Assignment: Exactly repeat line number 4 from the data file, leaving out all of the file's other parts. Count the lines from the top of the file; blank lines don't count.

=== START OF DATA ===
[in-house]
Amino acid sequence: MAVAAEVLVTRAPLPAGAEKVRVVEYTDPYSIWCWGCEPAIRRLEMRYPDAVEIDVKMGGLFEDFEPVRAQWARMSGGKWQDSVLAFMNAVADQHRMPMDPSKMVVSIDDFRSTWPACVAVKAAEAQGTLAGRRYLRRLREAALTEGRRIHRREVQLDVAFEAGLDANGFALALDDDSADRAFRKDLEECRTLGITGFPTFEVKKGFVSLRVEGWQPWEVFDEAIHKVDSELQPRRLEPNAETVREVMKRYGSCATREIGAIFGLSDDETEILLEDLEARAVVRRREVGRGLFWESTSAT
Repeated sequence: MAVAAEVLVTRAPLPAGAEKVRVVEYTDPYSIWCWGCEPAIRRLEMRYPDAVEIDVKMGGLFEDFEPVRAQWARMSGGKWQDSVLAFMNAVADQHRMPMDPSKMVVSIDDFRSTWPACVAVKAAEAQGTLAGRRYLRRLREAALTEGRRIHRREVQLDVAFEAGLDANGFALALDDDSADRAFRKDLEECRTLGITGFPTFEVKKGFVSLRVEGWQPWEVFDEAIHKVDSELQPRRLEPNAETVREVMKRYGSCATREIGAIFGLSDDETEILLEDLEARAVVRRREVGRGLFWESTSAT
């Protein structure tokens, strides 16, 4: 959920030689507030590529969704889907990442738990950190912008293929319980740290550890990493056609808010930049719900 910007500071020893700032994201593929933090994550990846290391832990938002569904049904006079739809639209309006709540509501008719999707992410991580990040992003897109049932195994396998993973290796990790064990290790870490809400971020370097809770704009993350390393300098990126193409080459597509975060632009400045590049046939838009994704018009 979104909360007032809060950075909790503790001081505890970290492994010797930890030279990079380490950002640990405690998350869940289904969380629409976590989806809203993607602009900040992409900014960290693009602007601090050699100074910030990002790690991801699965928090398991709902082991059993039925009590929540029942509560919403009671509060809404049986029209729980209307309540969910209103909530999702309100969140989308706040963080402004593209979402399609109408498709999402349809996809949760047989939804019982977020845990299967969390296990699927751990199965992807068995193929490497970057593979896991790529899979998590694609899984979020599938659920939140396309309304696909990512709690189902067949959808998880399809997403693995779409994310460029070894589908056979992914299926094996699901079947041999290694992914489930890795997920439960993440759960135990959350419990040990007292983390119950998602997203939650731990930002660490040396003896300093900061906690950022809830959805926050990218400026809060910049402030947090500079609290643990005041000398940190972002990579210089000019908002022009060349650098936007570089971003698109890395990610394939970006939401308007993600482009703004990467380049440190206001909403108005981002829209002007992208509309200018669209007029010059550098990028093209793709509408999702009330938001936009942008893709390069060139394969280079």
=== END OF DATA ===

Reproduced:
């Protein structure tokens, strides 16, 4: 959920030689507030590529969704889907990442738990950190912008293929319980740290550890990493056609808010930049719900 910007500071020893700032994201593929933090994550990846290391832990938002569904049904006079739809639209309006709540509501008719999707992410991580990040992003897109049932195994396998993973290796990790064990290790870490809400971020370097809770704009993350390393300098990126193409080459597509975060632009400045590049046939838009994704018009 979104909360007032809060950075909790503790001081505890970290492994010797930890030279990079380490950002640990405690998350869940289904969380629409976590989806809203993607602009900040992409900014960290693009602007601090050699100074910030990002790690991801699965928090398991709902082991059993039925009590929540029942509560919403009671509060809404049986029209729980209307309540969910209103909530999702309100969140989308706040963080402004593209979402399609109408498709999402349809996809949760047989939804019982977020845990299967969390296990699927751990199965992807068995193929490497970057593979896991790529899979998590694609899984979020599938659920939140396309309304696909990512709690189902067949959808998880399809997403693995779409994310460029070894589908056979992914299926094996699901079947041999290694992914489930890795997920439960993440759960135990959350419990040990007292983390119950998602997203939650731990930002660490040396003896300093900061906690950022809830959805926050990218400026809060910049402030947090500079609290643990005041000398940190972002990579210089000019908002022009060349650098936007570089971003698109890395990610394939970006939401308007993600482009703004990467380049440190206001909403108005981002829209002007992208509309200018669209007029010059550098990028093209793709509408999702009330938001936009942008893709390069060139394969280079």